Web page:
This year, MAG is celebrating 30 years of working around the world. Since 1989, MAG has been on the front lines of rebuilding communities, clearing landmines and unexploded bombs and helping people recover from conflict. In three short decades, we have worked in 68 countries to deliver a safer future for more than 18 million children and their families affected by violence, conflict and insecurity.
MAG was born of emergency aid worker and army veteran Rae McGrath's military experiences in Afghanistan, as well as time spent working with humanitarian NGOs. He witnessed firsthand the horrific impact landmines and unexploded bombs had on civilians and how they paralyzed attempts to reconstruct communities.
Rae returned to the UK determined to do something to help the communities affected by landmines across more than 60 countries from Afghanistan to Zimbabwe. He formally established Mines Advisory Group (MAG) in 1989.
MAG's early years were spent helping countries establish the scale of contamination. In Afghanistan and Cambodia, MAG helped develop a course of action for how to deal with the landmine crisis. In 1992, MAG removed their first landmines. The organization's first humanitarian demining mission was in Iraq, working to clear the legacy of the first Gulf War, which saw hundreds of minefields laid across the Kurdish regions of the country.
MAG's work in Iraq demonstrated the lifesaving impact and desire for humanitarian landmine clearance. It allowed MAG to expand its operations to Angola, Cambodia, and Laos.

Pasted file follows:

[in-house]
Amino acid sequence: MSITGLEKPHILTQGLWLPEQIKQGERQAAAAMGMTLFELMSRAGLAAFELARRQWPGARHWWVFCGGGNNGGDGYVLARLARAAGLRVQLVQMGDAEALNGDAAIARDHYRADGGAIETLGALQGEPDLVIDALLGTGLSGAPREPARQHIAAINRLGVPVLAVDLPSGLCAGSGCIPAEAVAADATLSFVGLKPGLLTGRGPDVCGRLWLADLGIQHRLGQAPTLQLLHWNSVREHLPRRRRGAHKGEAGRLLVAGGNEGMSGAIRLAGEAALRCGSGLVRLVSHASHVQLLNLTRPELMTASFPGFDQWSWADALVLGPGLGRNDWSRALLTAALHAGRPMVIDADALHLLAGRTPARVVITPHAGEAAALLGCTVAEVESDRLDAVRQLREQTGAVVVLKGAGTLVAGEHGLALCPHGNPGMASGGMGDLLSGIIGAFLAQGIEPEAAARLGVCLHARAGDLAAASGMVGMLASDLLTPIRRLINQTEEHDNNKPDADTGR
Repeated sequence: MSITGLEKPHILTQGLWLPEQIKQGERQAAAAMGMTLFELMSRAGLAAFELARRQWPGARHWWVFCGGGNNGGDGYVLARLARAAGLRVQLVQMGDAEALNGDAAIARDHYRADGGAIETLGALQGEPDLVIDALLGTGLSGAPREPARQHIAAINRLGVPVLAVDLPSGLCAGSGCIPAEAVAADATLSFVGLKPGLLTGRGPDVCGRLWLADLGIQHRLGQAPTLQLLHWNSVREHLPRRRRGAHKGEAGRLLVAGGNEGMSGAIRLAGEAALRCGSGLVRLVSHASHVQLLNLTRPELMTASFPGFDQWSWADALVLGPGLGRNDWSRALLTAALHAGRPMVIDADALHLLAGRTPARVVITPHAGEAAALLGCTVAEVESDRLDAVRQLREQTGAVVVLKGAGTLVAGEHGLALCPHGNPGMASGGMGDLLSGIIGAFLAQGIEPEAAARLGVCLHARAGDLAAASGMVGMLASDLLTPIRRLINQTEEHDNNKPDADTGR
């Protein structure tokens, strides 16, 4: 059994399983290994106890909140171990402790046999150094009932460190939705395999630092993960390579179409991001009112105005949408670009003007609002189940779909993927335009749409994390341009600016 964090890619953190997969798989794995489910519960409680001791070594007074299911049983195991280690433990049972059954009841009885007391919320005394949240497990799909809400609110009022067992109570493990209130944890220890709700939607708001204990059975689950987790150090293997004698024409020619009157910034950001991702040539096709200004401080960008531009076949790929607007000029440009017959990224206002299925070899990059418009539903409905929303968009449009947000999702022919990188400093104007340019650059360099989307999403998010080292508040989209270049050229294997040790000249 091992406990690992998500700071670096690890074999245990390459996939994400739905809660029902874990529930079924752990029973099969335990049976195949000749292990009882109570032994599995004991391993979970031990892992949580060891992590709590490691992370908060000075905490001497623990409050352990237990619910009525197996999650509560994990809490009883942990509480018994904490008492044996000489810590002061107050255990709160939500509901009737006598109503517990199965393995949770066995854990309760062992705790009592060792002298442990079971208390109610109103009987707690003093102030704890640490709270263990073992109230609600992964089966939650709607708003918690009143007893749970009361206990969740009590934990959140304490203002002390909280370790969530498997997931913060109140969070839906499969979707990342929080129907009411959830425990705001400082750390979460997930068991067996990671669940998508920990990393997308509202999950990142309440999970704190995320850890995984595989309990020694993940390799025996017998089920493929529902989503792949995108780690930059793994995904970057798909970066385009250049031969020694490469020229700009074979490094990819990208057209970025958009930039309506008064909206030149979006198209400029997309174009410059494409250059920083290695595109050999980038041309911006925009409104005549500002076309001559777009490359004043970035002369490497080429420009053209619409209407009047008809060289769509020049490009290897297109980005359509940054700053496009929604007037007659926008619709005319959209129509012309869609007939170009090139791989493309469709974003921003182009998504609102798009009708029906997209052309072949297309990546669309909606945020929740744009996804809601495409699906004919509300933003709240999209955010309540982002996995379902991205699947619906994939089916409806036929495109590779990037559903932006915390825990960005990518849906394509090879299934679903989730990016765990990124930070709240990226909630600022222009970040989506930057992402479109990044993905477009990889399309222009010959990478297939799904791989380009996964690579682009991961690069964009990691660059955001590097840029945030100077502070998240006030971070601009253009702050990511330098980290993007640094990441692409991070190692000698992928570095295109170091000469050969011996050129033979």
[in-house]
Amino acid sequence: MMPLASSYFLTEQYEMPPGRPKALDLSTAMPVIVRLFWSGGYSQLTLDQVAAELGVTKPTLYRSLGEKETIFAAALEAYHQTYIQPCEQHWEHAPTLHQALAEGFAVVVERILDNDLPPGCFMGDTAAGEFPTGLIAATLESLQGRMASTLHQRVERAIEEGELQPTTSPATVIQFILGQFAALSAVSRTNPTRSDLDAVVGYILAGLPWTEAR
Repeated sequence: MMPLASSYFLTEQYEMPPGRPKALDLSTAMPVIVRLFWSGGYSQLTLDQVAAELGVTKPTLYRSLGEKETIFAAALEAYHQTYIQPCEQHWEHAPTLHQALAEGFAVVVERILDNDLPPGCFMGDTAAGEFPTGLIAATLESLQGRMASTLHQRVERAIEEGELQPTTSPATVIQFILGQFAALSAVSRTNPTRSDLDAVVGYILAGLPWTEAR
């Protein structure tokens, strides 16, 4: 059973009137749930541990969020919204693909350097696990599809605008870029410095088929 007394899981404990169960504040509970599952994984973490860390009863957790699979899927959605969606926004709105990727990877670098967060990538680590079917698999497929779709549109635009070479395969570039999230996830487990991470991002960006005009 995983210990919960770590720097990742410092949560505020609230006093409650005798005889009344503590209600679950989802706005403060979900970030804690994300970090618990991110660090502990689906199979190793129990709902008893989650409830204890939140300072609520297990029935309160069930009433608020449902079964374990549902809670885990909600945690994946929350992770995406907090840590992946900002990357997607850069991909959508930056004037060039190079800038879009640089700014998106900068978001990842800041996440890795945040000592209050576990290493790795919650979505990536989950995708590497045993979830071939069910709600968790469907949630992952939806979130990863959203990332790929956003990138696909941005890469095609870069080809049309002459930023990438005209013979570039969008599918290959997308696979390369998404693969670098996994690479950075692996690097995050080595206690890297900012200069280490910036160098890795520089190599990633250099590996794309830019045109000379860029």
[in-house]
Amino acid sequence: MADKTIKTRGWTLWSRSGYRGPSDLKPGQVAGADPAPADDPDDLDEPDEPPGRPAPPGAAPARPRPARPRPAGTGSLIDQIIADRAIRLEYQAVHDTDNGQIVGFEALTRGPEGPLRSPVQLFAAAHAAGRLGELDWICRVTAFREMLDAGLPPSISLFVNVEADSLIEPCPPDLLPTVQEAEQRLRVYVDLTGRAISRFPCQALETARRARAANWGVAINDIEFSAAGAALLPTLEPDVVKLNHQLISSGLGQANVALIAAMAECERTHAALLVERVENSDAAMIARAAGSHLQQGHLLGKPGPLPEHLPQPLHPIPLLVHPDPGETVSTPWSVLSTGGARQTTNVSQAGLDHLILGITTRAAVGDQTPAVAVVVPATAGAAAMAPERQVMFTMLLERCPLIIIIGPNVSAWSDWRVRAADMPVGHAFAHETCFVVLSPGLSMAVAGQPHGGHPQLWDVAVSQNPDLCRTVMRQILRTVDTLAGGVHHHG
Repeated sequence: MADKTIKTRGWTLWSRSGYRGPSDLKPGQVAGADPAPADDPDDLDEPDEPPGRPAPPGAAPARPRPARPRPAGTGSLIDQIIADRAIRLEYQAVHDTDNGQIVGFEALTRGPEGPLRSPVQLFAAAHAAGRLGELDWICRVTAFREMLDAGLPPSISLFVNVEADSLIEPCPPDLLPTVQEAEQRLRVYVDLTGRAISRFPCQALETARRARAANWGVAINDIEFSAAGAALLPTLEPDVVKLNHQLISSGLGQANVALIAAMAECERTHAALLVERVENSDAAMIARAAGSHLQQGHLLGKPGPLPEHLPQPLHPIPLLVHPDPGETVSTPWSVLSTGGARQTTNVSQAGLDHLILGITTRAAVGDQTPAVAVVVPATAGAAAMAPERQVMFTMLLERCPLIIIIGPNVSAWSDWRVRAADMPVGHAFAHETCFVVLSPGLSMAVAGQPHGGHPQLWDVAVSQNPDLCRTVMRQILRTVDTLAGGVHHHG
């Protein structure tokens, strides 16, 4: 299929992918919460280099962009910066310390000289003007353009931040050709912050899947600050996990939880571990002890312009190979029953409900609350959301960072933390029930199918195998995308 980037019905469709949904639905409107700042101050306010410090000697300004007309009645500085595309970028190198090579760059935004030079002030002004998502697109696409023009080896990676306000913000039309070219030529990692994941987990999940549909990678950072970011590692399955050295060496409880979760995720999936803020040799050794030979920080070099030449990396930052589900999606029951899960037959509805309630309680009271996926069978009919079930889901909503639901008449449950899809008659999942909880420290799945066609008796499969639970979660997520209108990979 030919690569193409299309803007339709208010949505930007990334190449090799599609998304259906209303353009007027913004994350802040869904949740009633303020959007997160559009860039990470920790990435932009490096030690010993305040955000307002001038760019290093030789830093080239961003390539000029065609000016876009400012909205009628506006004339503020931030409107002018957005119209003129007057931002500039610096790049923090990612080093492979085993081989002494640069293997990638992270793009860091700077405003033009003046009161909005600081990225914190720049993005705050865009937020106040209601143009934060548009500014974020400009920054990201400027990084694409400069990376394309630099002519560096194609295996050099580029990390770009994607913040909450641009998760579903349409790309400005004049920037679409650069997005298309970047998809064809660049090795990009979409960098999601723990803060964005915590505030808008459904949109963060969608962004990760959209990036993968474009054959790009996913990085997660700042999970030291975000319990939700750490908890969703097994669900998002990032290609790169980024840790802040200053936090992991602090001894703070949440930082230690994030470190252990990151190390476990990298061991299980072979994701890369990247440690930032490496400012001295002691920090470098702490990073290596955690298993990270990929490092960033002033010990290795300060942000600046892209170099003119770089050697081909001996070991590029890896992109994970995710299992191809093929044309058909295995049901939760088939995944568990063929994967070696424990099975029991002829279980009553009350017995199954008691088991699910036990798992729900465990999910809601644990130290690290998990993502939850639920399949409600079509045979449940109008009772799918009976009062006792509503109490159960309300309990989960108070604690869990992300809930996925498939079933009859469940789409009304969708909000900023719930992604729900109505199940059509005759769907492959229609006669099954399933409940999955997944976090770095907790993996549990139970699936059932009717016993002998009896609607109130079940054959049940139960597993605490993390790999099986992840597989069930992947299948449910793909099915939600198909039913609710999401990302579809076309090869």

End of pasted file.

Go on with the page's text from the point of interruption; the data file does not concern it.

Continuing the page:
It was also in 1992 that MAG joined forces with Human Rights Watch, Medico International, Handicap International (now Humanity & Inclusion), Physicians for Human Rights, and the Vietnam Veterans of America Foundation to form the International Campaign to Ban Landmines (ICBL). As part of the campaign, Diana, Princess of Wales, famously visited a minefield in Angola to bring attention to this important issue. In 1997, 122 countries came together to ban the production and use of anti-personnel landmines, signing the Mine Ban Treaty in Ottawa and achieving the ambitious goal of the ICBL. As part of the campaign, MAG became the co-laureate of the 1997 Nobel Peace Prize.
As the new millennium dawned, MAG expanded operations into Vietnam, Lebanon, Sri Lanka, and the Democratic Republic of the Congo. MAG's expertise was frequently called upon in the intervening years, especially in the immediate aftermath of conflict where many traditional aid agencies struggle to get access. MAG sent emergency response teams into both Lebanon and Gaza in 2009.
20 years after the signing of the Mine Ban Treaty, the changing nature of conflict has thrust the world into a new landmine emergency. The presence of ISIS has resulted in a landmine crisis the scale of which has not been seen for decades, making worse an already complex humanitarian crisis. MAG has responded to the emergency by deploying teams to make land and communities safe for the refugees and internally displaced people desperate to return home.
In 2017, MAG co-founded the Landmine Free 2025 campaign with fellow landmine clearance charity The HALO Trust. The campaign was launched at Kensington Palace with the Duke of Sussex, Prince Harry, who has followed in his mother's footsteps by bringing attention to the global landmine problem.
From a small operation in 1989 to an international charity today, MAG has set new standards for humanitarian mine clearance and used innovative approaches to help millions of people. Looking forward, MAG remains fiercely committed to creating a safe world for the 60 million people forced to live with the threat of landmines. We aim to put ourselves out of business within the next 30 years, achieving a #landminefree future for all.
30 years of impact
Landmines & unexploded bombs destroyed
Acres of land cleared